Agric Ministry combat ready for Fall Armyworm invasion

Tuesday, August 08, 2017

A Training of Trainers (ToT) for crop experts of the Ministry of Agriculture ended on Friday in the West Coast Region.

The training that brought staff of the department of agriculture from all the agricultural regions of the country, was designed for the identification of the Fall Armyworm and surveillance techniques to determine the spread of the pest in The Gambia.

The trainees were also introduced to integrated pest management options in the combat against the Fall Armyworm.

It would be recalled that a month ago a sensitisation workshop on the threat of Fall Armyworm was organised by the Ministry of Agriculture with support from FAO.

The Fall Armyworm is an insect, more precisely, a caterpillar that destroys maize crops. It consumes the plant leaves, bores holes into the stem and destroys the maize cob.

The Fall Armyworm was first detected in Central and Western Africa in early 2016 (Sao Tome and Principle, Nigeria, Benin and Togo) and in late 2016 and early 2017, it has spread to many countries in Africa including South Africa, Kenya, Niger, Ghana, and Sierra Leone, and it is expected to spread further.

 In June 2016, specimen of an insect pest which looks like the Fall Armyworm and was causing damage to maize plants in the West Coast Region was collected by the National Agriculture Research Institute (NARI) and sent to the international institute for Tropical Agriculture (IITA) in Ibadan, Nigeria for molecular analysis to determine if in fact Fall Armyworm has been sighted in The Gambia.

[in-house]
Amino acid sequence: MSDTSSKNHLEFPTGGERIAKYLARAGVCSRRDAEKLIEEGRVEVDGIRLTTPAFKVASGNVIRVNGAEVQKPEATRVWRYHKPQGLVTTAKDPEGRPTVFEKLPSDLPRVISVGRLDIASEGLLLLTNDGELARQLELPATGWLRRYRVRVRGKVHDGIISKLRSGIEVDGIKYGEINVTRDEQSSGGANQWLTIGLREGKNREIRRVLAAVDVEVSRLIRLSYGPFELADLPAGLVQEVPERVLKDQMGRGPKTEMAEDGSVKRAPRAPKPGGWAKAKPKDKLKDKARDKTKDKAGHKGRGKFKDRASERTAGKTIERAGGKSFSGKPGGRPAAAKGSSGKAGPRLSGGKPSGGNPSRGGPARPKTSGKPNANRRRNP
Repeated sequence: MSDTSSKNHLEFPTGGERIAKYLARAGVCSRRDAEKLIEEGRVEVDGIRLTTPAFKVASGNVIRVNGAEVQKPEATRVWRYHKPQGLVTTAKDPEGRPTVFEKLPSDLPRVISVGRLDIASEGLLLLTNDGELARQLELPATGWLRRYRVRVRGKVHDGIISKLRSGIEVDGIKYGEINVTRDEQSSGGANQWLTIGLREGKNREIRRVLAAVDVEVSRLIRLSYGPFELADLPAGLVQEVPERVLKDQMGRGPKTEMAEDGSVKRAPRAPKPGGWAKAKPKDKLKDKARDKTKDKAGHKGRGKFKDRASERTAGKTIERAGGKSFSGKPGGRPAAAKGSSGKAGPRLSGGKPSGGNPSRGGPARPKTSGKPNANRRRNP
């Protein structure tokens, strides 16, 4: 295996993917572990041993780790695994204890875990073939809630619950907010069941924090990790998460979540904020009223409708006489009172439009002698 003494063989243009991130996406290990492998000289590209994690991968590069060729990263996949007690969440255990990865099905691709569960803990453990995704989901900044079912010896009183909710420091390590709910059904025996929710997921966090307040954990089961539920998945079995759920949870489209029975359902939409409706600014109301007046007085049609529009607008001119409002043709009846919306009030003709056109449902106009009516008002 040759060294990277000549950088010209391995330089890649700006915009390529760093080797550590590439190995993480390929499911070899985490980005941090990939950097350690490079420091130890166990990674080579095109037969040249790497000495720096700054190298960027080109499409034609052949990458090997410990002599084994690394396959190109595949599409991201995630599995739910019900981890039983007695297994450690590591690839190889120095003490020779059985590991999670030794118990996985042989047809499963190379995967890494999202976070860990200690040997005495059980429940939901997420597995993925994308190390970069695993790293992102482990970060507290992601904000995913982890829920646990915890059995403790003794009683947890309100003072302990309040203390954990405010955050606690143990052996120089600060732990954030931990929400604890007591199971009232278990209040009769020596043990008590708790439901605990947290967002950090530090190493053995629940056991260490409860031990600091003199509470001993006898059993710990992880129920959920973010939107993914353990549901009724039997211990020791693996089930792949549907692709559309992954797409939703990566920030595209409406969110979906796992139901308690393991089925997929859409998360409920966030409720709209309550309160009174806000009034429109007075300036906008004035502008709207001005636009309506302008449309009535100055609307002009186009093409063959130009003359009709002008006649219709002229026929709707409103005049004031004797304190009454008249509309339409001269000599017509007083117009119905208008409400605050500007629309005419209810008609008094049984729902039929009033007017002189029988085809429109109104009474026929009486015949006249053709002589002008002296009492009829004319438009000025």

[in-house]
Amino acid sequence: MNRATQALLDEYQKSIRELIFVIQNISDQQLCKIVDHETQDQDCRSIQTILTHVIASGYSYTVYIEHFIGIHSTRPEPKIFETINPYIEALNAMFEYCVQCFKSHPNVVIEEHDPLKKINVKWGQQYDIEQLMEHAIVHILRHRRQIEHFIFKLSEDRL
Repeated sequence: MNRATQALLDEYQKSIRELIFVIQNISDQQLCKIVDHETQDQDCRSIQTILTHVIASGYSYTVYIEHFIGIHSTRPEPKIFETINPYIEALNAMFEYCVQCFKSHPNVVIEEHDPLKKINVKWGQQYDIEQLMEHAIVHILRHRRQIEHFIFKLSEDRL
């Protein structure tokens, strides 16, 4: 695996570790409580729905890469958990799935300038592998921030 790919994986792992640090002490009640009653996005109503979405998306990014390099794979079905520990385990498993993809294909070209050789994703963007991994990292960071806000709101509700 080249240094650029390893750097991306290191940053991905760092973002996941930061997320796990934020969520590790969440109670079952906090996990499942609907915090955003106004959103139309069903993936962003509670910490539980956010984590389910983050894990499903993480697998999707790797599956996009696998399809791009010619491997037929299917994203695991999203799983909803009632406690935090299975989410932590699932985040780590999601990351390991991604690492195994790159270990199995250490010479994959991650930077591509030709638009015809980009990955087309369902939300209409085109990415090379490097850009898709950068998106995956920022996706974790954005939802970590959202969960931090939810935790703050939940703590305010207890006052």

The Fall Armyworm(spodoptera frugiperda) is a voracious insect pest that feeds on more than 80 crop species causing damage to economically important cultivated cereals such as maize, rice, sorghum, and also legumes and vegetables.

 It originated from the Tropical and sub-tropical regions of Americas.

 In Brazil, where the pest is endemic, it has been estimated to cost US$600 million a year to control the pest.

It is unknown how exactly this pest got to Africa, but it has become a major threat to the continent’s food and nutrition security, and agriculture trade.

The United Nations Food and Agriculture Organization (FAO) took the leadership in helping member countries, farmer organizations, and individual farmers to sustainably manage the pest.

FAO has taken immediate actions to support The Gambia in responding to the threat of the Fall Armyworm by supporting the Ministry of Agriculture to conduct a sensitisation and awareness raising workshop on the Fall Armyworm.

Karamo Minteh, Regional Director for URR elaborated on the importance of the training and assured that the information gained from the training would be put into practice on the field.

“Farmers are our partners and therefore the practice of dialogue will be necessary when communicating with the farmers,” he added.

For his part, Mustapha Ceesay, FAO Agronomist, said the present situation is a very critical situation in The Gambia, adding that it was the responsibility of FAO to sensitize the people, especially the farmers.

Assanatou Ceesay, a representative of NARI, said the issue of the Fall Armyworm is a threat to food security in The Gambia and to the world at large.

She further elaborated on the importance of farming and urged the participants to take every bit of knowledge they gain from the training seriously and share it with the communities they represent.

Author: Fatou B. Cham